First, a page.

Lately, I’ve dipped my toes in the wide sea of entrepreneurial self-help literature – and – even though at some point this one seems to go a bit over the top – the e-book “The 10 Times Rule” by Grant Gardone has some really interesting pieces of thoughts to offer.
One of them being: “Who would want average?”
Would you ever try to sell a product by saying
“Look at this – it’s great at being .. well… average?”
Grant Gardone connects this with the idea that you should set yourself high aims – not to stress you out from the beginning but with the purpose of those goals being really inspiring.
A twofold message is contained here:
- a) When you create a product, don’t go for average – go for ‘great’.
- b) When you think about your marketing and sales don’t think
‘well let’s do that somehow and get over with it’ but think of
- ‘how can we do sales in a great way?’
- ‘how can our marketing stand out by inspiring our audience?’
Being over-average is not to be taken lightly.
My own experience from coaching entrepreneurs is that this is exactly where the majority will withdraw:
Going back to the ‘normal’, the ‘standard’ ways – because these measures just FEEL better, you’re part of the ‘normal’ crowd then.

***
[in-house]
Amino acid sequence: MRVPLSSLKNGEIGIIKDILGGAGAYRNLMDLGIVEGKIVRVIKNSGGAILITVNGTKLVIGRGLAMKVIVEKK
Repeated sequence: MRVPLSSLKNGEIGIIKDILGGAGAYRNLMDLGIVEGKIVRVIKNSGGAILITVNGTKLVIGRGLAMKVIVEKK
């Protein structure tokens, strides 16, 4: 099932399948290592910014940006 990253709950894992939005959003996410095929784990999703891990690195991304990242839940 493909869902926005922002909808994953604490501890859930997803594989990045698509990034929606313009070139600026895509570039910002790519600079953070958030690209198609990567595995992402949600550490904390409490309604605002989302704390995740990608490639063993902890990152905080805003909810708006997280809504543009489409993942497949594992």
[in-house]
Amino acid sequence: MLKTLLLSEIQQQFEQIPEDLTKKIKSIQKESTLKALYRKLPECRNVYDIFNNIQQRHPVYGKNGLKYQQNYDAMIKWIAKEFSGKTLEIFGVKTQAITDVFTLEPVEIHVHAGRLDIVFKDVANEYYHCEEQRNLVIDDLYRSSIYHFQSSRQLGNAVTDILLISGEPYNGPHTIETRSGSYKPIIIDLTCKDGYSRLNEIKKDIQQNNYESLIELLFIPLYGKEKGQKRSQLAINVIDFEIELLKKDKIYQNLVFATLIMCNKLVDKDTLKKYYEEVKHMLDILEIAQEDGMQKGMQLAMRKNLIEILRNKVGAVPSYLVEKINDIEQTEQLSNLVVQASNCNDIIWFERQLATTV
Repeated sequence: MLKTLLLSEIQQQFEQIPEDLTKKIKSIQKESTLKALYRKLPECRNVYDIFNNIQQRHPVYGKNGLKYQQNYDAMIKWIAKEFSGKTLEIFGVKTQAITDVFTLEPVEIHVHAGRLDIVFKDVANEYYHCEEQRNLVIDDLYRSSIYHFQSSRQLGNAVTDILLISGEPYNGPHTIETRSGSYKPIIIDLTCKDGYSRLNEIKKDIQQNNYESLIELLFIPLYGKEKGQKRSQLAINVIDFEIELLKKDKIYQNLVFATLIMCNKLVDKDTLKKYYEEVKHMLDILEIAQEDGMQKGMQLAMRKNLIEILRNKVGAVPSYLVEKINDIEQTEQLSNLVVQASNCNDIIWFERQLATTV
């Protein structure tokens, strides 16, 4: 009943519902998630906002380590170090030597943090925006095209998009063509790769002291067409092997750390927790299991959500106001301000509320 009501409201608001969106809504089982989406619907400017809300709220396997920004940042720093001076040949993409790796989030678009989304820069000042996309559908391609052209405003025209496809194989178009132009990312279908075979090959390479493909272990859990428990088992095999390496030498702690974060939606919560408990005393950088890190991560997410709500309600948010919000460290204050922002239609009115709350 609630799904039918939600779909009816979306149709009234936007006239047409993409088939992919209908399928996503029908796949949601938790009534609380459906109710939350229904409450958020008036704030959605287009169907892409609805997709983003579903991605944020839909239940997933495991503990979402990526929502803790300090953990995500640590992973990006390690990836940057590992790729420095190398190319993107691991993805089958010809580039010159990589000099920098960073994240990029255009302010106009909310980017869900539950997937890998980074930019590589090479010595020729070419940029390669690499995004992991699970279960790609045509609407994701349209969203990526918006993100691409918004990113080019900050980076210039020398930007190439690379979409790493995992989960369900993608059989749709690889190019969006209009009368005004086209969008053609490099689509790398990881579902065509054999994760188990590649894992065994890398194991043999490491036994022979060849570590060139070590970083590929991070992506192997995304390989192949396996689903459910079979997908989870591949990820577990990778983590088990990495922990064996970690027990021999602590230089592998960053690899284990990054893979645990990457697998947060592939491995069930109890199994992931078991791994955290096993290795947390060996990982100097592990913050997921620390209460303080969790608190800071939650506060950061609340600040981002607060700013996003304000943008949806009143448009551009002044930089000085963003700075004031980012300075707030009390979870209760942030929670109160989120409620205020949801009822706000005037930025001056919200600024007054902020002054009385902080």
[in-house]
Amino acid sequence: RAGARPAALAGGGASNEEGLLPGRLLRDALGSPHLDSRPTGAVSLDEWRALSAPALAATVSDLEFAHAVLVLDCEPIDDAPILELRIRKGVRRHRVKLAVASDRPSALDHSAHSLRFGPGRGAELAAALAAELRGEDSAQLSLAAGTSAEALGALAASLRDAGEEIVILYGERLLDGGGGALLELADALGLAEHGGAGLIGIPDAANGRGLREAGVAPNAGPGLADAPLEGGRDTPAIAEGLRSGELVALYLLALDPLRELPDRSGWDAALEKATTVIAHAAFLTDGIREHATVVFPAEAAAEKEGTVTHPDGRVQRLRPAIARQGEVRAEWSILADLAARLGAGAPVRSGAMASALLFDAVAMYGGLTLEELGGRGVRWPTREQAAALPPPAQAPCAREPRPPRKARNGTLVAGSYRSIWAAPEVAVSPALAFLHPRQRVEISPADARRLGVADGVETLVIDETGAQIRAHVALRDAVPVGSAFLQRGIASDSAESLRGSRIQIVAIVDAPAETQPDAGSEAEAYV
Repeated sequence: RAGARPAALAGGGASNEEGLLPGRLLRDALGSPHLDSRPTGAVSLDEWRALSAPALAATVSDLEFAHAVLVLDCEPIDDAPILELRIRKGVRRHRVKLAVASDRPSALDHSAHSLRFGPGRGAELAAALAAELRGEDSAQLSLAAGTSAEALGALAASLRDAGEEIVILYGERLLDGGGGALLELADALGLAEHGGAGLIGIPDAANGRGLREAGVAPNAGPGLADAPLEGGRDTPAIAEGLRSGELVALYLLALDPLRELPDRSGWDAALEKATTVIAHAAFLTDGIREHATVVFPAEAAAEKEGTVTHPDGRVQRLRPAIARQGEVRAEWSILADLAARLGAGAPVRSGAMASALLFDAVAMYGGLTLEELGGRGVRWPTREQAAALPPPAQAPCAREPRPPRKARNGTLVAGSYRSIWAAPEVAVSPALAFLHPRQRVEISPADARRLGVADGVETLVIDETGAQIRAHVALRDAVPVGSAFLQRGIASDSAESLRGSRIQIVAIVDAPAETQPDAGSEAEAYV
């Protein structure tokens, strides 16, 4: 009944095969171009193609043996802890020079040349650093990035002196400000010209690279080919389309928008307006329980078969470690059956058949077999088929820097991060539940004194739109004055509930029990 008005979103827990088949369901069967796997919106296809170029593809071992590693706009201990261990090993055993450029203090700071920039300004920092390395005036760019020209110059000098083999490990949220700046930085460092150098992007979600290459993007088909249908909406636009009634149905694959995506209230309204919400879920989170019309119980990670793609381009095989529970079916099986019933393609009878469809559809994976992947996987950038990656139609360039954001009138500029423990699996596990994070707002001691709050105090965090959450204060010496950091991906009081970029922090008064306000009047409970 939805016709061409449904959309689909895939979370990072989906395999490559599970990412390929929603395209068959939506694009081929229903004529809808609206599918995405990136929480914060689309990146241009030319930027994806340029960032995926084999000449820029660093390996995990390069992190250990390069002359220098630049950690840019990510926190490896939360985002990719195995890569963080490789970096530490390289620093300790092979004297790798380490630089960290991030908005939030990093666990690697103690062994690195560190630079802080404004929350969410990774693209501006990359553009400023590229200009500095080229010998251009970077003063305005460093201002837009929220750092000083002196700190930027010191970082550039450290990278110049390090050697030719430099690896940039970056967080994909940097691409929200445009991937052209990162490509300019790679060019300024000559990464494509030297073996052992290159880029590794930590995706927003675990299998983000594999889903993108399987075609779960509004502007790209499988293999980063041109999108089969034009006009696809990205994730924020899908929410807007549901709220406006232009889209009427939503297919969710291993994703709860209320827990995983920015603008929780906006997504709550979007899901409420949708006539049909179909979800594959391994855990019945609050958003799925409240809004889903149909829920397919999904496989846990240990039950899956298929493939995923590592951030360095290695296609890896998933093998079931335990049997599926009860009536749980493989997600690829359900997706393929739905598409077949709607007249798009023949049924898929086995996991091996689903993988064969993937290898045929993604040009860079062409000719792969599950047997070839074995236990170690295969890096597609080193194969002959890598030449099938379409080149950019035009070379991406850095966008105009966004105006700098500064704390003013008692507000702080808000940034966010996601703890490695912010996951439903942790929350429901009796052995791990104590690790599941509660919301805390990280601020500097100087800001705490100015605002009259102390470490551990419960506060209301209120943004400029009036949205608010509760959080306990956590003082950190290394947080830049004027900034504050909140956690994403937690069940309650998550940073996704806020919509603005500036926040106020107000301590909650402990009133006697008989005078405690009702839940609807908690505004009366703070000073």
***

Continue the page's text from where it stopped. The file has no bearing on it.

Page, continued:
It takes boldness to do things differently.
This is what over-average is about:
Creating a positive delta of being/doing something better than the rest.
As the owner of agency „OVERW8“ and building on more than 20 years experience in marketing, Kristin is consistently thinking along the terms of ‚customer value‘, ‚brand value‘ as well as business models. Consistently meaning when she’s out for dinner, sitting in a cosy ski hut as well as having a sundowner wine at a vineyard.
Like this, it’s simple logic that her primary job now is to support entrepreneurs and entrepreneurial teams with this know-how to create more brand value, more customer value and thus more company value. She’s sharing some of these nuggets here on OVERW8’s blog.